One the eve of a visit by the Brazilian president to Cuba, Brazil’s Grupo Odebrecht told several media outlets that a subsidiary will form a joint production agreement with state company Azcuba to operate a sugar mill in the province of Cienfuegos.

Although the production agreement is a notch below a direct investment, this is the first time a foreign company becomes active in Cuba’s sugar industry. As part of a radical restructuring of the sector since 2002, the Cuban government announced a few years back it was opening up sugar to foreign investors.

Companhia de Obras e Infraestrutura (COI), an Odebrecht subsidiary that is also the foreign partner in the Brazilian-financed expansion of the Port of Mariel, said it will sign a 10-year agreement to operate the 5 de Septiembre sugar mill. The 30-year old sugar mill in Rodas, near the port of Cienfuegos, was closed early during the 2010 harvest due to “inefficiency”, according to local press reports.

The objective, an Odebrecht official told news agency Reuters, is to increase sugar production and milling capacity, and help with the revitalization of the sugar sector.

While Odebrecht has experience in operating sugar mills in Brazil and elsewhere in Latin America, the bigger prize for foreign investors in Cuba’s sugar industry is ethanol production and electricity generation. Last week, a spokesman for Brazil’s foreign ministry spokesman told reporters after a recent visit of the foreign minister to the island that Cuba is about to engage in ethanol production, as “Fidel’s resistance in this field is being overcome.” The historic leader of the revolution has maintained in his opinion columns that ethanol reduces food production and raises food prices.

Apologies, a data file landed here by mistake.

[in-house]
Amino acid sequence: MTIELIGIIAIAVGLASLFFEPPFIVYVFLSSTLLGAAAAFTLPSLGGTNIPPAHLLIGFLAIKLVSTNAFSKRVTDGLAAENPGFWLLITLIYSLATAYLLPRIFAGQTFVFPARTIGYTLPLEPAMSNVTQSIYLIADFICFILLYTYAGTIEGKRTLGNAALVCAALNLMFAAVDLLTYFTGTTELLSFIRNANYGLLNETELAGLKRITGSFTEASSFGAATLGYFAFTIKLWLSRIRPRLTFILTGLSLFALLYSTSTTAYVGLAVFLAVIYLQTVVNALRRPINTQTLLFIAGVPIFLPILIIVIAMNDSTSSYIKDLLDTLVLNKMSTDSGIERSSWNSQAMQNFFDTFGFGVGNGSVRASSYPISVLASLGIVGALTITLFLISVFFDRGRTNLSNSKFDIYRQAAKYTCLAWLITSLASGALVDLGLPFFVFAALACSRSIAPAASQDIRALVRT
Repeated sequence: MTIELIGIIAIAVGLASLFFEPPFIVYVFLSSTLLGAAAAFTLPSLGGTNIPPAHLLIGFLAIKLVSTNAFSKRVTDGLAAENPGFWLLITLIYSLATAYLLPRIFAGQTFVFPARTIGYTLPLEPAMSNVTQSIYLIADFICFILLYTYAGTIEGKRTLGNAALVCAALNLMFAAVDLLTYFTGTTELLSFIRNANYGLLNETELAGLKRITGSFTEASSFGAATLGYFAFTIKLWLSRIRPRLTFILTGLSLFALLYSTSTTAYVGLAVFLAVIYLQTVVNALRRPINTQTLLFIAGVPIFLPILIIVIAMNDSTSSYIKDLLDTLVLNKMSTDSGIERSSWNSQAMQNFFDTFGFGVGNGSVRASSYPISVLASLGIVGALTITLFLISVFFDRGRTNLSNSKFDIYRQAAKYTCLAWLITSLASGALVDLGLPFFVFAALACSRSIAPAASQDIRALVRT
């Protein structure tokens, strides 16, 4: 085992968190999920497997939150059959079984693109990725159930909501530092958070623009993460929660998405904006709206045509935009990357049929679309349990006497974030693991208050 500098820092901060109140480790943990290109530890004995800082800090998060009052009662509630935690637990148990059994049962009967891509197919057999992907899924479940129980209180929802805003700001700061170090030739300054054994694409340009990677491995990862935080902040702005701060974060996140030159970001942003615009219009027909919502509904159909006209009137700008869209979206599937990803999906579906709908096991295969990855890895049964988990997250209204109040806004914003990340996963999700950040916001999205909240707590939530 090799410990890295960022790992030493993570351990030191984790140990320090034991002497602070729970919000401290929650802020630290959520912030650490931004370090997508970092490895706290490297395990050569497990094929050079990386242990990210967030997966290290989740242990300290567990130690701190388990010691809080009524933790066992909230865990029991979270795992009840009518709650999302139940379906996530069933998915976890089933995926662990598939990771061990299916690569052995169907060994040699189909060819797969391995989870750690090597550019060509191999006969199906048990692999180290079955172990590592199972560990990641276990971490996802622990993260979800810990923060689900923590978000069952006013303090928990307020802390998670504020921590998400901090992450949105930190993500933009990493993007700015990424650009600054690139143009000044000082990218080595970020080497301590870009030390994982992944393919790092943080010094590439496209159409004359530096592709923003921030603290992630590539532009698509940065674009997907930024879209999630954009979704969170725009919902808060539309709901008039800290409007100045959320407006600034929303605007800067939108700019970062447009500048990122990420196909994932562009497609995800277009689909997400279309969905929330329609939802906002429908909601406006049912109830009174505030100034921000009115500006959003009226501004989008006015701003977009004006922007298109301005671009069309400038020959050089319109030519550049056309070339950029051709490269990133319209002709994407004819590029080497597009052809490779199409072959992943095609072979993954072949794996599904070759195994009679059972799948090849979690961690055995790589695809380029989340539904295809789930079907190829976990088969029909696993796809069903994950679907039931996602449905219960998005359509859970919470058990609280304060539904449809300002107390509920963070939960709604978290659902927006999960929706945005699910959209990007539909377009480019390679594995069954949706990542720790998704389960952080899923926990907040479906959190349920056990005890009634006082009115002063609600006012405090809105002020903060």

A sugar industry executive familiar with the project told Reuters that Odebrecht is also developing a $258 million sugar mill joint venture in Angola with state company Sonangol that intends not only to manufacture 260,000 tons of sugar, but also produce 30 million liters of ethanol and 45 megawatts of electric energy. Odebrecht’s bioenergy division is one of Brazil’s largest ethanol producers.

The Brazilian conglomerate has been active in Cuba since 2007, beginning with railroad and road repair projects, and — so far — culminating in the $700 million Mariel project. According to Brazilian press reports, Odebrecht is interested in building roads and railroads, petrochemical and other industrial plants, hotels and resorts, as well as water supply and water treatment systems in Cuba; the company would also like to become an electricity producer on the island.

“Our guarantee are the increasingly close relations between the two countries,” COI Chief Executive Ricardo Guimarães told Opera Mundi in 2010. “Because very little has been built since the end of the Soviet Union, the need for infrastructure construction and modernization is strong.”

Brazilian President Dilma Rousseff is due to arrive in Havana Jan. 30, where she will witness the signing of several economic agreements.

source: cubastandard

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